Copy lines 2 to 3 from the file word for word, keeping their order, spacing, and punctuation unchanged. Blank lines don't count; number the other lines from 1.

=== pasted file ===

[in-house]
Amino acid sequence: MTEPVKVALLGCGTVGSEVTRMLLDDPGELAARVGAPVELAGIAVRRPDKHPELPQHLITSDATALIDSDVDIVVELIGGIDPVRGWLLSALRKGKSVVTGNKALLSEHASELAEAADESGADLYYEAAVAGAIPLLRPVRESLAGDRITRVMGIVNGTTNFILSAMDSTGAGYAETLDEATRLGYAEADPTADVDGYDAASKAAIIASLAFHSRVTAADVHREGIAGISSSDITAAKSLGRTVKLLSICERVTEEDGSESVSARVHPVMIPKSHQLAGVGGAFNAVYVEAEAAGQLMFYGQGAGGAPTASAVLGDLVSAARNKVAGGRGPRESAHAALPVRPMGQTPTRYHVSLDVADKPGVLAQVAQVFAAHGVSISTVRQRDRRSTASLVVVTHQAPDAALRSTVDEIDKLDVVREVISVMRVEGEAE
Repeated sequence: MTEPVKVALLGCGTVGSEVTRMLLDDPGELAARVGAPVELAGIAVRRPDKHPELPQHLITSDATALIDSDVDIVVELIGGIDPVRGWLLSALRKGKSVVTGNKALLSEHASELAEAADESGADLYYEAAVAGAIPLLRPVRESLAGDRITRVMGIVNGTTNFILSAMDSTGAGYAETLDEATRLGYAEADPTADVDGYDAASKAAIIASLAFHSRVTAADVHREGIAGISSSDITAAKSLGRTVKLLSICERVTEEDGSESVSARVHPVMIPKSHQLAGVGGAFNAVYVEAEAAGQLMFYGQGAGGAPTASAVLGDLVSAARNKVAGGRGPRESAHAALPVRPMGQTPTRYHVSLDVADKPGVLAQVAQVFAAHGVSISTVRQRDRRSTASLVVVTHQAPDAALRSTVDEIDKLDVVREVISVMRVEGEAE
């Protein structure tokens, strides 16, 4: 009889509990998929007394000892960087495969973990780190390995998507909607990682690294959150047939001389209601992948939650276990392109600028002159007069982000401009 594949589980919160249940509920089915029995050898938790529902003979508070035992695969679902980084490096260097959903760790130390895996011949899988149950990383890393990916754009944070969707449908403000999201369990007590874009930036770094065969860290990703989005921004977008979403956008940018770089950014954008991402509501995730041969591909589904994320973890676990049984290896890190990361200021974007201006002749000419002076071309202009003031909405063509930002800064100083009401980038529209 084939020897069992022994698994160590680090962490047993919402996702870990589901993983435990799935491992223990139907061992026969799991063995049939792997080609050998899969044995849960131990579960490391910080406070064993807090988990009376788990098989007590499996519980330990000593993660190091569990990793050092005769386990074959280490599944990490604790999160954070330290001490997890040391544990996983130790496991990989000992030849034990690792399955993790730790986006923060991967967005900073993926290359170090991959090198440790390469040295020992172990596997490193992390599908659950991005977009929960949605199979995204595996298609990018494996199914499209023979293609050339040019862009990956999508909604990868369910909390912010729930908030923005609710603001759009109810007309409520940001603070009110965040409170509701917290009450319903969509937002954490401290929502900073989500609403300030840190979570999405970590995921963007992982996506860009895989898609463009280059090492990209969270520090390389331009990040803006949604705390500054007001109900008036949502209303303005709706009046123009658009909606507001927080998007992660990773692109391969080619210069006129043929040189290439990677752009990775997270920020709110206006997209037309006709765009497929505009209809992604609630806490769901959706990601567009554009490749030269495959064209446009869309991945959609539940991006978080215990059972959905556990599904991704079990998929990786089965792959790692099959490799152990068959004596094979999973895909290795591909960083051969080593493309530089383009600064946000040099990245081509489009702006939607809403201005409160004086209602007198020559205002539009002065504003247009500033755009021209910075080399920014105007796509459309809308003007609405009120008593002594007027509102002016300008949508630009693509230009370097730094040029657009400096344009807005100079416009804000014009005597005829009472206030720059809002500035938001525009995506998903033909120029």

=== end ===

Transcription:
Amino acid sequence: MTEPVKVALLGCGTVGSEVTRMLLDDPGELAARVGAPVELAGIAVRRPDKHPELPQHLITSDATALIDSDVDIVVELIGGIDPVRGWLLSALRKGKSVVTGNKALLSEHASELAEAADESGADLYYEAAVAGAIPLLRPVRESLAGDRITRVMGIVNGTTNFILSAMDSTGAGYAETLDEATRLGYAEADPTADVDGYDAASKAAIIASLAFHSRVTAADVHREGIAGISSSDITAAKSLGRTVKLLSICERVTEEDGSESVSARVHPVMIPKSHQLAGVGGAFNAVYVEAEAAGQLMFYGQGAGGAPTASAVLGDLVSAARNKVAGGRGPRESAHAALPVRPMGQTPTRYHVSLDVADKPGVLAQVAQVFAAHGVSISTVRQRDRRSTASLVVVTHQAPDAALRSTVDEIDKLDVVREVISVMRVEGEAE
Repeated sequence: MTEPVKVALLGCGTVGSEVTRMLLDDPGELAARVGAPVELAGIAVRRPDKHPELPQHLITSDATALIDSDVDIVVELIGGIDPVRGWLLSALRKGKSVVTGNKALLSEHASELAEAADESGADLYYEAAVAGAIPLLRPVRESLAGDRITRVMGIVNGTTNFILSAMDSTGAGYAETLDEATRLGYAEADPTADVDGYDAASKAAIIASLAFHSRVTAADVHREGIAGISSSDITAAKSLGRTVKLLSICERVTEEDGSESVSARVHPVMIPKSHQLAGVGGAFNAVYVEAEAAGQLMFYGQGAGGAPTASAVLGDLVSAARNKVAGGRGPRESAHAALPVRPMGQTPTRYHVSLDVADKPGVLAQVAQVFAAHGVSISTVRQRDRRSTASLVVVTHQAPDAALRSTVDEIDKLDVVREVISVMRVEGEAE